Tag Archives: Dallas Theological Seminary

Charles C. Ryrie and His Study Bible

I was not raised in the cradle of evangelicalism.

So, I was in for a confusing shock as a young person in college at a Bible study meeting. An engineering student next to me, wearing blue jeans, flannel shirt, and an old pair of sneakers, was puzzled over a passage of the Bible. To find an answer, he began to read from the notes of his new Charles Ryrie Study Bible. Across from the engineer sat a young brunette woman, dressed to the “nines,” propped up in her high heels and adorned with plenty of makeup. Though evidently they were friends, she nevertheless visibly glared at the engineer, as he spoke for about five minutes. Suddenly, this woman, who later told me, she was the daughter of an executive at Pat Robertson’s Christian Broadcasting Network (CBN), sat up straight in her chair and challenged the engineering student. “That is not what my Bible teaches! Who does this ,’Charles Ryrie,’ think he is?

The atmosphere in the room had become so thick, you could cut it with a knife.

After a few minutes of rigorous back and forth, the casual engineering student and the dolled up brunette finally made peace with one another, but I sat there stunned. I had no idea what kind of mess I just found myself in. I had no clue what these folks were talking about. I had no idea who this ‘Charles Ryrie’ even was. But I was determined now to find out.

Charles C. Ryrie taught for years at Dallas Theological Seminary, best known for his amazingly popular Ryrie Study Bible, first published in 1978. Ryrie died on February 16, 2016, at 90  years old.

The Ryrie Study Bible. One of the most influential aids for understanding the English Bible for decades.

The Ryrie Study Bible. One of the most influential (and, at times, controversial) aids for understanding the English Bible for almost four decades.

In the twentieth century, Charles Ryrie was among the most influential conservative evangelical Bible scholars on the American scene. I would consider him to be one of the last, great classic dispensationalist theologians. Before Tim LaHaye’s Left Behind novel series overtook the church by storm, there was the Ryrie Study Bible. Classic dispensationalism championed ideas still commonly taught in many evangelical circles today, particularly the importance of a literal, futuristic interpretation of Bible prophecy, and the distinction between Israel and the church, as one of the primary interpretive keys for understanding the unity of the Bible. Is there a common thread of logic that unites the Old and New Testaments together, and the Bible’s vision of the future? Ryrie sought to tackle these type of grand questions.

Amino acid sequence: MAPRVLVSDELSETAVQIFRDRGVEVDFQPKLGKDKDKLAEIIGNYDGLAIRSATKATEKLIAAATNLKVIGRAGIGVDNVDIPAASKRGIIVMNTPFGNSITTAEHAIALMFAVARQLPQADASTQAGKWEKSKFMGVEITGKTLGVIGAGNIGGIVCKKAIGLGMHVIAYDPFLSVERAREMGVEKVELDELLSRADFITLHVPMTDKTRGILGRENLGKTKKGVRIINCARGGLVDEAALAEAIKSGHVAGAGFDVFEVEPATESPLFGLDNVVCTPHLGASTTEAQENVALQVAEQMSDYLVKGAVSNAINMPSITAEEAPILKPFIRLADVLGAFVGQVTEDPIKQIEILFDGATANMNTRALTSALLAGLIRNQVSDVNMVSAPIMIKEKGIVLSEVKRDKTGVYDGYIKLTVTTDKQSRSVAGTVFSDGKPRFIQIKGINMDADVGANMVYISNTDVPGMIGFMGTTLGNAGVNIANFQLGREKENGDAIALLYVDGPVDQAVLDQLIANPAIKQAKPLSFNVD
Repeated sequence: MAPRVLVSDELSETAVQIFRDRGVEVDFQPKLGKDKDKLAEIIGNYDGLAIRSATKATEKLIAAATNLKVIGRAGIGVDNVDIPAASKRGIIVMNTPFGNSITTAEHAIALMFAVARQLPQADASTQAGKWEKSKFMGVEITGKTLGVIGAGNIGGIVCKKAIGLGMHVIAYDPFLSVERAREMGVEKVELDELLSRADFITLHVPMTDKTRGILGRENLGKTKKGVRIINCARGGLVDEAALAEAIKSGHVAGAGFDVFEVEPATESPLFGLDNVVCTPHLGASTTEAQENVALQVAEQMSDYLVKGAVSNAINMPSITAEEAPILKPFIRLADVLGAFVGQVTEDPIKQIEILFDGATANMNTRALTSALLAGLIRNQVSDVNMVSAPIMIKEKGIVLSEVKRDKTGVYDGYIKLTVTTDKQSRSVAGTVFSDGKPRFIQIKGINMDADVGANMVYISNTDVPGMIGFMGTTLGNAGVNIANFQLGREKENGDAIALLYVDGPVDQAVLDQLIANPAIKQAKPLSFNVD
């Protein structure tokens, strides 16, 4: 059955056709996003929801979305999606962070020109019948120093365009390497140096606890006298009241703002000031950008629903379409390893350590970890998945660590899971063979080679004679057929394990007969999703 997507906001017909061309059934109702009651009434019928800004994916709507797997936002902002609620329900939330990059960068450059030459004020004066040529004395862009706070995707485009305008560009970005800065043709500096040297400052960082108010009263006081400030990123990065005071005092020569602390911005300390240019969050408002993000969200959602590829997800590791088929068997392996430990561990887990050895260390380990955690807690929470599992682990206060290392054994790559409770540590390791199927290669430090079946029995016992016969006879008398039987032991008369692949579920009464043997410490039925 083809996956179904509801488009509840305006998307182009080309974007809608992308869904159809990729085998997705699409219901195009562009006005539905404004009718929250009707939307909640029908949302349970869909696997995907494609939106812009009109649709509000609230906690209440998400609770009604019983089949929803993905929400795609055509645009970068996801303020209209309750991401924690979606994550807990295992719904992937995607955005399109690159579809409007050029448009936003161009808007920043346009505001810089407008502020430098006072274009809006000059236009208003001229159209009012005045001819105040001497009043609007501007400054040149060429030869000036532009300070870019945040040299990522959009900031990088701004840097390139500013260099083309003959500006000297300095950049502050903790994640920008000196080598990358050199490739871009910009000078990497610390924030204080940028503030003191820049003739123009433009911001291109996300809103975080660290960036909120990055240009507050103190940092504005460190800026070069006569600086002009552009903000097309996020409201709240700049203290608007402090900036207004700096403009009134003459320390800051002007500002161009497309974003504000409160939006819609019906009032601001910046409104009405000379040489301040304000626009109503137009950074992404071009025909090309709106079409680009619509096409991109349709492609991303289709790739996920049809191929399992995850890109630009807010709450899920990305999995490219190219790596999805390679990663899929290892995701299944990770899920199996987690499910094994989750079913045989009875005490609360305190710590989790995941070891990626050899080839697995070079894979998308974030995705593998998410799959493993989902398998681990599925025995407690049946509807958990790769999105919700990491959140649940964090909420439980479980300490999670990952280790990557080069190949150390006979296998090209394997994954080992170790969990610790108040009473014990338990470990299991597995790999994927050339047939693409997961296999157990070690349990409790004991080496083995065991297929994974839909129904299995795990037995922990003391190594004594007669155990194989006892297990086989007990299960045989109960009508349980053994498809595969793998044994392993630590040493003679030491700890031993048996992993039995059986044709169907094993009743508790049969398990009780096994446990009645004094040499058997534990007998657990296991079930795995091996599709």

Among Charles Ryrie’s mentors, dispensationalists commonly held a hard and fast distinction between the term “kingdom of God” and the similar phrase used in the Gospel of Matthew, “kingdom of Heaven.” Some even refused to utter the Lord’s Prayer as a part of corporate worship, believing that the Lord’s Prayer belonged strictly to a future dispensation. Charles Ryrie began to question such rigid, hyper-systematic interpretations of the Bible, that were originally intended to combat the prevailing liberal Protestant theologies of the early 20th century. But classic dispensationalism also rubbed against the mindset of those older conservative evangelicals who embraced covenant theology. The “iron sharpening iron” effect of these different schools of theology eventually caused the more conciliatory Ryrie Study Bible to supersede (pun intended!) the older Scofield Reference Bible that dominated previous generations in many Bible-believing churches.

Though largely relegated now to the world of late night, cable TV programs and “bible prophecy” websites, classic dispensationalism is lagging in evangelical Bible colleges and seminaries today. By the time one of Ryrie’s students, popular pastor and writer, Chuck Swindoll, became seminary president in the 1990s, even stalwart institutions like Dallas Theological Seminary had given themselves over to a less combative, and less systematically demanding form of progressive dispensationalism. In progressive dispensationalism, the place of Israel in prophecy is still on people’s minds, but the doctrine of vastly separate covenants between Israel and the church is questioned now.